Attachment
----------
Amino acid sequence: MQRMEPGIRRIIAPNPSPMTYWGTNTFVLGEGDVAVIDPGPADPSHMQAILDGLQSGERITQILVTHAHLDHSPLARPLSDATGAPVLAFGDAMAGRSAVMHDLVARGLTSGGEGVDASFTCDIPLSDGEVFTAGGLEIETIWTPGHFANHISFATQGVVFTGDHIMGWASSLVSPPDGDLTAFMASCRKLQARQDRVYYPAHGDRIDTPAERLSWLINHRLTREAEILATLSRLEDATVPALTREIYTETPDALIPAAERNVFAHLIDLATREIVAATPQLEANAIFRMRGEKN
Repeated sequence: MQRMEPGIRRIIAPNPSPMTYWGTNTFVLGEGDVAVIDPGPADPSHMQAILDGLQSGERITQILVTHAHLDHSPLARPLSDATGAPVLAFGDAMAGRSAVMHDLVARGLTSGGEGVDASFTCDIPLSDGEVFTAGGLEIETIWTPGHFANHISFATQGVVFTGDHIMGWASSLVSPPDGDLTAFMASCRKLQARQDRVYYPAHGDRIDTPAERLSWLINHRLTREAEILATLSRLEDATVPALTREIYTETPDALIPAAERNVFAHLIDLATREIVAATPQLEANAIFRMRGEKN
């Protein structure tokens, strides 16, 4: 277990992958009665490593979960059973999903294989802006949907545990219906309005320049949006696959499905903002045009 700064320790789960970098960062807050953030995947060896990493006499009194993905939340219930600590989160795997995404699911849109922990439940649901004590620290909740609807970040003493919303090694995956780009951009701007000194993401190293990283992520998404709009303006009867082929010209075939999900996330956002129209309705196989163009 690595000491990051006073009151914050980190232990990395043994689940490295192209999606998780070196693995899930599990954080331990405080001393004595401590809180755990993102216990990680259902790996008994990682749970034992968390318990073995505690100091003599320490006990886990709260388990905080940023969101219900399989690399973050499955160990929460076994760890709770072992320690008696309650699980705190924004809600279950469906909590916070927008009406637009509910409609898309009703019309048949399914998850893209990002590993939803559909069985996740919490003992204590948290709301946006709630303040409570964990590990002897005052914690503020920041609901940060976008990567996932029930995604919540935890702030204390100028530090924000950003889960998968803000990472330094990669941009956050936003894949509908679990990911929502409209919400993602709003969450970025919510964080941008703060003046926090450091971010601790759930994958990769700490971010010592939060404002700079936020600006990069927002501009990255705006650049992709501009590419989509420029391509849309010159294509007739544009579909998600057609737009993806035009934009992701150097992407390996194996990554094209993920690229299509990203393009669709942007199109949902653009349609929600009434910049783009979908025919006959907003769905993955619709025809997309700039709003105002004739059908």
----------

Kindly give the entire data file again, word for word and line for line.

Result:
Amino acid sequence: MQRMEPGIRRIIAPNPSPMTYWGTNTFVLGEGDVAVIDPGPADPSHMQAILDGLQSGERITQILVTHAHLDHSPLARPLSDATGAPVLAFGDAMAGRSAVMHDLVARGLTSGGEGVDASFTCDIPLSDGEVFTAGGLEIETIWTPGHFANHISFATQGVVFTGDHIMGWASSLVSPPDGDLTAFMASCRKLQARQDRVYYPAHGDRIDTPAERLSWLINHRLTREAEILATLSRLEDATVPALTREIYTETPDALIPAAERNVFAHLIDLATREIVAATPQLEANAIFRMRGEKN
Repeated sequence: MQRMEPGIRRIIAPNPSPMTYWGTNTFVLGEGDVAVIDPGPADPSHMQAILDGLQSGERITQILVTHAHLDHSPLARPLSDATGAPVLAFGDAMAGRSAVMHDLVARGLTSGGEGVDASFTCDIPLSDGEVFTAGGLEIETIWTPGHFANHISFATQGVVFTGDHIMGWASSLVSPPDGDLTAFMASCRKLQARQDRVYYPAHGDRIDTPAERLSWLINHRLTREAEILATLSRLEDATVPALTREIYTETPDALIPAAERNVFAHLIDLATREIVAATPQLEANAIFRMRGEKN
């Protein structure tokens, strides 16, 4: 277990992958009665490593979960059973999903294989802006949907545990219906309005320049949006696959499905903002045009 700064320790789960970098960062807050953030995947060896990493006499009194993905939340219930600590989160795997995404699911849109922990439940649901004590620290909740609807970040003493919303090694995956780009951009701007000194993401190293990283992520998404709009303006009867082929010209075939999900996330956002129209309705196989163009 690595000491990051006073009151914050980190232990990395043994689940490295192209999606998780070196693995899930599990954080331990405080001393004595401590809180755990993102216990990680259902790996008994990682749970034992968390318990073995505690100091003599320490006990886990709260388990905080940023969101219900399989690399973050499955160990929460076994760890709770072992320690008696309650699980705190924004809600279950469906909590916070927008009406637009509910409609898309009703019309048949399914998850893209990002590993939803559909069985996740919490003992204590948290709301946006709630303040409570964990590990002897005052914690503020920041609901940060976008990567996932029930995604919540935890702030204390100028530090924000950003889960998968803000990472330094990669941009956050936003894949509908679990990911929502409209919400993602709003969450970025919510964080941008703060003046926090450091971010601790759930994958990769700490971010010592939060404002700079936020600006990069927002501009990255705006650049992709501009590419989509420029391509849309010159294509007739544009579909998600057609737009993806035009934009992701150097992407390996194996990554094209993920690229299509990203393009669709942007199109949902653009349609929600009434910049783009979908025919006959907003769905993955619709025809997309700039709003105002004739059908």